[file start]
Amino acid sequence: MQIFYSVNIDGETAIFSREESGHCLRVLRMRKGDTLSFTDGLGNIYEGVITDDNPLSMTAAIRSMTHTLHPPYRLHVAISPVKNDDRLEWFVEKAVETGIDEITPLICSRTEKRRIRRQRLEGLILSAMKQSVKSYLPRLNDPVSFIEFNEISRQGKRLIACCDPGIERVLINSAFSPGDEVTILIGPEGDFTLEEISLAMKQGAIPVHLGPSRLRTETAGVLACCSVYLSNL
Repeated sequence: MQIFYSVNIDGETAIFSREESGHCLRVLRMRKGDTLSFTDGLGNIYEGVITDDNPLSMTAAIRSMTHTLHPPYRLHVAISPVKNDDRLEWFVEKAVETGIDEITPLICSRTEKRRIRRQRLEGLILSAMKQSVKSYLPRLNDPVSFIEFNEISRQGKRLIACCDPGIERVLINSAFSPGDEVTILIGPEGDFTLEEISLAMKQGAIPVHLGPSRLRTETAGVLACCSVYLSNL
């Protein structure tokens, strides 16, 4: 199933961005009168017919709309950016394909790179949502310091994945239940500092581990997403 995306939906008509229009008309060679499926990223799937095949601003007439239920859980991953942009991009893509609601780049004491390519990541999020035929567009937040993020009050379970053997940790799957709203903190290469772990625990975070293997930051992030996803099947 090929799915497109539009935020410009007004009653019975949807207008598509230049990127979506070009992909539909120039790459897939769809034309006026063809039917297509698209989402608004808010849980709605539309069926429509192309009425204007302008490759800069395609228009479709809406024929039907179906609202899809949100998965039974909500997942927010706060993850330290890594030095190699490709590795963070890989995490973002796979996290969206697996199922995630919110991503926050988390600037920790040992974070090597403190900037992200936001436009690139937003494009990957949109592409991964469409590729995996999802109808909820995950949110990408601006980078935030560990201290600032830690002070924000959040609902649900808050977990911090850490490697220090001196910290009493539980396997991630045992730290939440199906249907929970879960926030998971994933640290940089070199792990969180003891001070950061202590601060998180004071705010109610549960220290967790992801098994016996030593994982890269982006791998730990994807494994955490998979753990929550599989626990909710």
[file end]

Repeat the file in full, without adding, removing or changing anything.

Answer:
Amino acid sequence: MQIFYSVNIDGETAIFSREESGHCLRVLRMRKGDTLSFTDGLGNIYEGVITDDNPLSMTAAIRSMTHTLHPPYRLHVAISPVKNDDRLEWFVEKAVETGIDEITPLICSRTEKRRIRRQRLEGLILSAMKQSVKSYLPRLNDPVSFIEFNEISRQGKRLIACCDPGIERVLINSAFSPGDEVTILIGPEGDFTLEEISLAMKQGAIPVHLGPSRLRTETAGVLACCSVYLSNL
Repeated sequence: MQIFYSVNIDGETAIFSREESGHCLRVLRMRKGDTLSFTDGLGNIYEGVITDDNPLSMTAAIRSMTHTLHPPYRLHVAISPVKNDDRLEWFVEKAVETGIDEITPLICSRTEKRRIRRQRLEGLILSAMKQSVKSYLPRLNDPVSFIEFNEISRQGKRLIACCDPGIERVLINSAFSPGDEVTILIGPEGDFTLEEISLAMKQGAIPVHLGPSRLRTETAGVLACCSVYLSNL
């Protein structure tokens, strides 16, 4: 199933961005009168017919709309950016394909790179949502310091994945239940500092581990997403 995306939906008509229009008309060679499926990223799937095949601003007439239920859980991953942009991009893509609601780049004491390519990541999020035929567009937040993020009050379970053997940790799957709203903190290469772990625990975070293997930051992030996803099947 090929799915497109539009935020410009007004009653019975949807207008598509230049990127979506070009992909539909120039790459897939769809034309006026063809039917297509698209989402608004808010849980709605539309069926429509192309009425204007302008490759800069395609228009479709809406024929039907179906609202899809949100998965039974909500997942927010706060993850330290890594030095190699490709590795963070890989995490973002796979996290969206697996199922995630919110991503926050988390600037920790040992974070090597403190900037992200936001436009690139937003494009990957949109592409991964469409590729995996999802109808909820995950949110990408601006980078935030560990201290600032830690002070924000959040609902649900808050977990911090850490490697220090001196910290009493539980396997991630045992730290939440199906249907929970879960926030998971994933640290940089070199792990969180003891001070950061202590601060998180004071705010109610549960220290967790992801098994016996030593994982890269982006791998730990994807494994955490998979753990929550599989626990909710």